What do you mean I look like someone in my Thirties! Sure, I just asked the American woman next to me if she was retired (travelling a month through Europe like that), so it might have been a not-so-veiled shade, but still, where’s the love man? I’m going to Barcelona, for a festival, that’s where the love is supposed to be at! Nah, just kidding, it was lovely talking to her on the plane on the way to my festival of choice, Primavera Sound in Barcelona.
The Wednesday already sees some treats, completely free of charge to boot! There’s a bit of rock, with Albert Hammond Jr. (yes, he of The Strokes) doing his thing with his band. A few minutes in, we know where the rock-yet-cleanliness of that famous band comes from, with Albert Hammond Jr. doing the punk/rock thing layered and noiseless. As in, I can hear the multiple instruments and their riffs, and it doesn’t all collide into this wall of noise where you don’t even know what’s going on (and the festival will have a few of those, let me tell you). Naturally, he plays some of his work, though he throws a nice little cover in there as well, to keep things fresh. It’s always good to be dancing to some of that clean punk while asking yourself If you have ever fallen in love with someone you shouldn’t have fallen in love with.
Orchestral Manoeuvres In The Dark is the band to end the Wednesday on the ATP stage, and boy, these geezers still know how to get the party on. Sure, if you don’t like your '80s synth pop cheese you might have a hard time enjoying yourself. But I always have a hard time keeping the fun in, and the Spaniards in front of me don’t even have a clue on how to do that. Which, I reckon, is a good thing. This is all out fun, or “electro-pop” as they call it, admitting that it’s not going to be pretentious or artful, and they’re proud to be wearing that badge. So in the audience we’re dancing, on stage they’re dancing HARD, and everyone is smiling because it is just this slice of catchy fun. They end with ‘Electricity’, bookending a string of hits and the fun that goes with them. They even play a new song! Madness.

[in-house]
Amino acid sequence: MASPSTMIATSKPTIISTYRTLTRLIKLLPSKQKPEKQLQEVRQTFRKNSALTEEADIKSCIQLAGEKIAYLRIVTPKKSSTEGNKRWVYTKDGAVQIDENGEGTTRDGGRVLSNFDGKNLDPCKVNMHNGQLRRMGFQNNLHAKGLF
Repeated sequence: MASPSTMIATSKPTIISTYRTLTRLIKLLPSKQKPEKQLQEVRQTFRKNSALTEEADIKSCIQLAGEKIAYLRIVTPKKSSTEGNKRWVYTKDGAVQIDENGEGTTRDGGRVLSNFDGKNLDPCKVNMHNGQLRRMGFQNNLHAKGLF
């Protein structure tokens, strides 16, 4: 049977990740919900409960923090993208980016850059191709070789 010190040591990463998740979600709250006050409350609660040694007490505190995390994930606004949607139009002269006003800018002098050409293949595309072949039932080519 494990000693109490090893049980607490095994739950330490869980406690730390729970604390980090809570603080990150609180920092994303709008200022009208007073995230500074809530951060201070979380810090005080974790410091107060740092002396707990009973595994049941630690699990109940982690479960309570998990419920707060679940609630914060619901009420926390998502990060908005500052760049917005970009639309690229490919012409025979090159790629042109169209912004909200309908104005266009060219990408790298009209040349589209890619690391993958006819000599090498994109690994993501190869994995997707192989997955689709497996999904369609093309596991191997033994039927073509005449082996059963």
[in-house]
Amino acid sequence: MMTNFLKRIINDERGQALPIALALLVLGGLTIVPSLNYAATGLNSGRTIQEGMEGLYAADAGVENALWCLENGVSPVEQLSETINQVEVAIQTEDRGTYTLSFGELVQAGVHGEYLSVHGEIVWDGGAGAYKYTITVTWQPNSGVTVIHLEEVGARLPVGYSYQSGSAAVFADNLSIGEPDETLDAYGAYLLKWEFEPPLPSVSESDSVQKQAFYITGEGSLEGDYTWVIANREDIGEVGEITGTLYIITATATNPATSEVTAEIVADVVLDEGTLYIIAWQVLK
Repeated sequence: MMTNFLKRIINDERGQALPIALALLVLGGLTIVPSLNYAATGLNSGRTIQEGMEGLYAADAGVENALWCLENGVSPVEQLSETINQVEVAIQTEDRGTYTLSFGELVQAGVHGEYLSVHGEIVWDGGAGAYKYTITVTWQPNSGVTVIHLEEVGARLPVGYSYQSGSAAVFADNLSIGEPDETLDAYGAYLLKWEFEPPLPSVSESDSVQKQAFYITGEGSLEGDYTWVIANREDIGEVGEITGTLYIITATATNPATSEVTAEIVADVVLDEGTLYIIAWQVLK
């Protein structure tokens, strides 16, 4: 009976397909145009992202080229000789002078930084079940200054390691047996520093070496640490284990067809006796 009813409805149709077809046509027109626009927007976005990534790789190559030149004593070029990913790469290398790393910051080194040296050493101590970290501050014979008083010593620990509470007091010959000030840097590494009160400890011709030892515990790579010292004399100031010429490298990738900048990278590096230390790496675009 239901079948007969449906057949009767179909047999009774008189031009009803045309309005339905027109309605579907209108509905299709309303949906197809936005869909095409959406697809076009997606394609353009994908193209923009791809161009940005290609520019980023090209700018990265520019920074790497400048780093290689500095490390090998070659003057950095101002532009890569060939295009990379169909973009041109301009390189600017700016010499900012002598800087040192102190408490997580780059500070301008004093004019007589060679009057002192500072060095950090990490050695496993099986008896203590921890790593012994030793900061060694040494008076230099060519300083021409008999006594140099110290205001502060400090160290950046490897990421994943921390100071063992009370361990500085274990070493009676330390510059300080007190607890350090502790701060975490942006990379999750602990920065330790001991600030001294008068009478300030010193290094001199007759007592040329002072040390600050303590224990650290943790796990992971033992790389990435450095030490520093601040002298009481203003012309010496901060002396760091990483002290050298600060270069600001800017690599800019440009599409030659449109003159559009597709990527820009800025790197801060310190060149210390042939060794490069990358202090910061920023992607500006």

On the first real festival day it is time for the “little guys”. The two main stages I leave alone for now, instead focussing on some newer names I haven’t had a chance to see live yet. One of them being Viet Cong, whom I now don't really regret having missed prior. Where Albert Hammond Jr. played his rock/punk cleanly, here everything sounds like the same fuzzy ball of noise with vocals I’m not quite sure I need to hear again. The band on the stage nextdoor has way more distinguishable instruments. I have seen Mdou Moctar before, a band from Africa whose sound is more Western blues than you’d expect at first glance. They sure know a thing or two about rhythm and playing that blues guitar, with a smittering of funk in there too. But when I saw them first time around I remember that, at one point, they gathered so much momentum that the crowd, during one particularly funky blues track with ace rhythm guitar, started to dance collectively. This time around, whilst still a good listen, that didn’t really happen.